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Our THOA Pupil Premium priorities in 2015/16 and why they are the right ones

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The Pupil Premium at Tenbury High Ormiston Academy

What is the Pupil Premium?
The Pupil Premium was introduced in April 2011. The Government believes that the Pupil Premium, which is additional to main school funding, is the best way to address the current underlying inequalities between children eligible for free school meals (FSM) and their wealthier peers by ensuring that funding to tackle disadvantage reaches the pupils who need it most.

How do we ensure our Pupil Premium spend is effective?
We endeavour to engage with parents/ carers over the annual Pupil Premium spend. There is an annual survey when we ask pupils and parents/carers to RAG rate our pupil Premium provision.

Every year we allocate a certain amount of Pupil Premium expenditure to a negotiated spend. From this fund parents/carers can ask for money to be spent on activities, resources and provision as they deem appropriate to the needs of their child.

When producing our action plan for Pupil Premium spend we inform our actions through discussion with the academy Ormiston Educational Advisor, sharing best practice with other schools (OAT academies and Worcestershire schools) and follow the guidance of the Sutton Trust EEF Teaching and Learning Toolkit.

Who decides how to spend the Pupil Premium?
It is for schools to decide how the Pupil Premium is spent, since they are best placed to assess what additional provision should be made for the individual pupils within their responsibility. It is not ring fenced and schools are free to spend it as they wish.

How much does Tenbury High Ormiston Academy receive?
The school  received £66,330 for the academic year 2015/16. The academy uses this funding to ensure that all disadvantaged students achieve their potential and are supported in closing the gap to their peers. The following document details specific actions together with costs and impact for each element of our pupil premium spend. It should be noted that our core belief of social mobility regardless of background drives everything we do to improve students’ life chances.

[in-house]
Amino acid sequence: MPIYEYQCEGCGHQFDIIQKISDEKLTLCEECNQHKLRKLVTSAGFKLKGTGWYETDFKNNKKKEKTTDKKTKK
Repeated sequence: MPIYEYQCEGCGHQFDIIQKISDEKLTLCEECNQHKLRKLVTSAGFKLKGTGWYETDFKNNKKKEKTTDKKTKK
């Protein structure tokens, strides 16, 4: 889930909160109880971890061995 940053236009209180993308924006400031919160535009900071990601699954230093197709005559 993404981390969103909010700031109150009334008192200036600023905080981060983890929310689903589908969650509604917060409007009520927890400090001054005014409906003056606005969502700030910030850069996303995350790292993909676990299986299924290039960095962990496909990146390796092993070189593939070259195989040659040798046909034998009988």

How does the school spend the money?
As a school we are committed to raising achievement, removing barriers to learning and closing the achievement gap for all pupils.

The school has used and is using Pupil Premium funding in a variety of ways to meet our aims:

  • Provision of coaching and mentoring opportunities for teachers to improve and share best practice
  • Training for all staff in improving the quality of feedback
  • A contribution towards the monitoring and tracking of achievement by Pupil Premium pupils
  • Recruitment of teaching staff to create smaller groups sizes in English and Mathematics
  • Deployment of support staff to work with specific groups or individuals to raise achievement through a programme of assertive mentoring
  • Alternative educational provision and procurement of other external consultants and/or counselling services where applicable
  • Residential trips targeted at raising attainment
  • Improved rewards system and other enrichment activities.
  •  Homework club staffed by cover supervisors to provide on-site support with learning beyond the classroom
  • Purchase the services of an on-site Connexions Advisor to provide targeted support
  • Support Individual needs by nurturing talents and interests through the purchase of Music lessons, kindles, residential trips and much more.

Exceptional Pupil Premium spend

The governors are keen to encourage and nurture particular pupil talents.

At the LGB meeting on the 9th November 2016 they have agreed to consider some Pupil Premium funds to be allocated where a child has an exceptional curriculum or aptitude.
Governors have also decided to allocate some Pupil Premium funds to those families who participate in exchange programmes bearing in mind the cost that is incurred when acting as a host.

When considering this use of Pupil Premium funds governors have asked for such matters to be brought to the LGB meetings.

How does the school ensure the money is effectively allocated?

There are three key areas of actions that will allow the school to meet its aims and objectives for it pupil premium students:

  • Frequent and rich data collection and tracking to inform immediate and personalised intervention
  • Know the child; know the barriers – detailed knowledge of the barriers these students face will allow for more effective interventions
  • Personalised, planned, swift intervention will support the child to get back on track in their area of need.